Activist Optimistic About Democracy In China
MELISSA BLOCK, host:
Yang Jianli is in Oslo also. He's a friend of Liu Xiaobo, also a former Tiananmen Square activist, now living in exile in the United States. Dr. Yang, welcome to the program.
Dr. YANG JIANLI (Founder, Foundation for China in the 21st Century): Thank you.
BLOCK: Tell me about being in that room there in Oslo today listening to your colleague, your friend and fellow activist win the Nobel Peace Prize. What was the emotion for you?
Dr. JIANLI: Yeah, I was very much humbled and very emotional. I was touched to tears, and I think the world is going to see how great this man is.
BLOCK: Liu Xiaobo expressed a view in a statement that was read there in Oslo that human rights will reign supreme in China. And I wonder if you share that conviction, that optimism.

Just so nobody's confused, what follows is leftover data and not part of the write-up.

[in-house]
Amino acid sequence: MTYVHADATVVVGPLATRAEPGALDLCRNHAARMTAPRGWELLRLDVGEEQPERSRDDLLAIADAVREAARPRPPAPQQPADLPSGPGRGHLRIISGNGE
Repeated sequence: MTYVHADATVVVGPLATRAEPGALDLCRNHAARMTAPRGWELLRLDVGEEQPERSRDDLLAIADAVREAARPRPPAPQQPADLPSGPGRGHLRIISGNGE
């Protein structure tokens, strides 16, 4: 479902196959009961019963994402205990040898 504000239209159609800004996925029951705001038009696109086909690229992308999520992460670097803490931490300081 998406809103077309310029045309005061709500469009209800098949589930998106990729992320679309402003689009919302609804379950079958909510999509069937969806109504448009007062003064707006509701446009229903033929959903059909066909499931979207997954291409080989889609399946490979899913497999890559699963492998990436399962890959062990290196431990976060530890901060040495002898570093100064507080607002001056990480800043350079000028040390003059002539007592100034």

Dr. JIANLI: Yes. I share his thoughts. Liu Xiaobo often said the future of free China lies in the people. People everywhere in the world demand for freedom, for human rights, for democracy. Chinese people are not exception. We will build up a civil force for that future.
BLOCK: When you hear about the fierce reaction from Chinese authorities to the awarding of this prize to Liu Xiaobo, do you worry that there will be more of a crackdown on dissidents, that the chance for democracy may be harmed?
Dr. JIANLI: No, not really. This prize actually helps China democratize. On the surface, we see Chinese government react hatefully. But on the ground, if you talk to the people there, you will see major change has taken place in the hearts of the people. So that is where our hope lies. The road is clear, but the stones are shot. So if we commit to our goal, we will achieve it.
BLOCK: I've been talking with Yang Jianli. He's a former Tiananmen Square activist and a friend of Liu Xiaobo. He's in Oslo for the Peace Prize ceremony. Mr. Yang, thanks very much.
Dr. JIANLI: Thank you.
NPR transcripts are created on a rush deadline by Verb8tm, Inc., an NPR contractor, and produced using a proprietary transcription process developed with NPR. This text may not be in its final form and may be updated or revised in the future. Accuracy and availability may vary. The authoritative record of NPR’s programming is the audio record.